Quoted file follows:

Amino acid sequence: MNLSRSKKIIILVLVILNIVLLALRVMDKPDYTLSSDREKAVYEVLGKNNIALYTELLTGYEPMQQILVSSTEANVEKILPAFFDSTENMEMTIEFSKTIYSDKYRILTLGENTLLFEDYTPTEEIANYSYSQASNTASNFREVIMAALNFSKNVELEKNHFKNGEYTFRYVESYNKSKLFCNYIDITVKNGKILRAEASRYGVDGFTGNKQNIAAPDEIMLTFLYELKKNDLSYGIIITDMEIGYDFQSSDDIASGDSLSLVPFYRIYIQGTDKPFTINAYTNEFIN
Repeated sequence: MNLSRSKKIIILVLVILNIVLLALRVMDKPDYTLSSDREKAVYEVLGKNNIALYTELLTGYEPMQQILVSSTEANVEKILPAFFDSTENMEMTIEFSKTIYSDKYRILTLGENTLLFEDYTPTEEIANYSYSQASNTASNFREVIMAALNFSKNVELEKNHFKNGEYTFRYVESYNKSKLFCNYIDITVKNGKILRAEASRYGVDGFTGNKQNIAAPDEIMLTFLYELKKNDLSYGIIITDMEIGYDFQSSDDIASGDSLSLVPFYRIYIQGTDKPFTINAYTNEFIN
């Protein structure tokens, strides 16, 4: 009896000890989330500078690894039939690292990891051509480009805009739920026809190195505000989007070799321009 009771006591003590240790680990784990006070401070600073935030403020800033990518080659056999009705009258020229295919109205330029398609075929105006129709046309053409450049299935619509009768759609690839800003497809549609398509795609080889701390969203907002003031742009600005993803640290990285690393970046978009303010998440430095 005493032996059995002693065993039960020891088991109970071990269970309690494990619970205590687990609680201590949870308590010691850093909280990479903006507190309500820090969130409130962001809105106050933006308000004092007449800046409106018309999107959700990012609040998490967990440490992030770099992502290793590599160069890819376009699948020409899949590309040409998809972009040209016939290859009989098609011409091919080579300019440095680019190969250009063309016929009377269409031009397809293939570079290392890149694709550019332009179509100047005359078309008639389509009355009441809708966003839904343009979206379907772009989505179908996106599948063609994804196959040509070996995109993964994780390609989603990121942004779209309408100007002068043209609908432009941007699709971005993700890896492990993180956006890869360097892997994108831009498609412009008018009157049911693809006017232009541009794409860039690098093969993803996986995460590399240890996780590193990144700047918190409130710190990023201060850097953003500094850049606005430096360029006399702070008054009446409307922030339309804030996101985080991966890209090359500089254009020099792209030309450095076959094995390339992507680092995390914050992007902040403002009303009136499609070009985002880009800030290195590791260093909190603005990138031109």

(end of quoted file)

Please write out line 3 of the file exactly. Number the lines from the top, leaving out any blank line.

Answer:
């Protein structure tokens, strides 16, 4: 009896000890989330500078690894039939690292990891051509480009805009739920026809190195505000989007070799321009 009771006591003590240790680990784990006070401070600073935030403020800033990518080659056999009705009258020229295919109205330029398609075929105006129709046309053409450049299935619509009768759609690839800003497809549609398509795609080889701390969203907002003031742009600005993803640290990285690393970046978009303010998440430095 005493032996059995002693065993039960020891088991109970071990269970309690494990619970205590687990609680201590949870308590010691850093909280990479903006507190309500820090969130409130962001809105106050933006308000004092007449800046409106018309999107959700990012609040998490967990440490992030770099992502290793590599160069890819376009699948020409899949590309040409998809972009040209016939290859009989098609011409091919080579300019440095680019190969250009063309016929009377269409031009397809293939570079290392890149694709550019332009179509100047005359078309008639389509009355009441809708966003839904343009979206379907772009989505179908996106599948063609994804196959040509070996995109993964994780390609989603990121942004779209309408100007002068043209609908432009941007699709971005993700890896492990993180956006890869360097892997994108831009498609412009008018009157049911693809006017232009541009794409860039690098093969993803996986995460590399240890996780590193990144700047918190409130710190990023201060850097953003500094850049606005430096360029006399702070008054009446409307922030339309804030996101985080991966890209090359500089254009020099792209030309450095076959094995390339992507680092995390914050992007902040403002009303009136499609070009985002880009800030290195590791260093909190603005990138031109």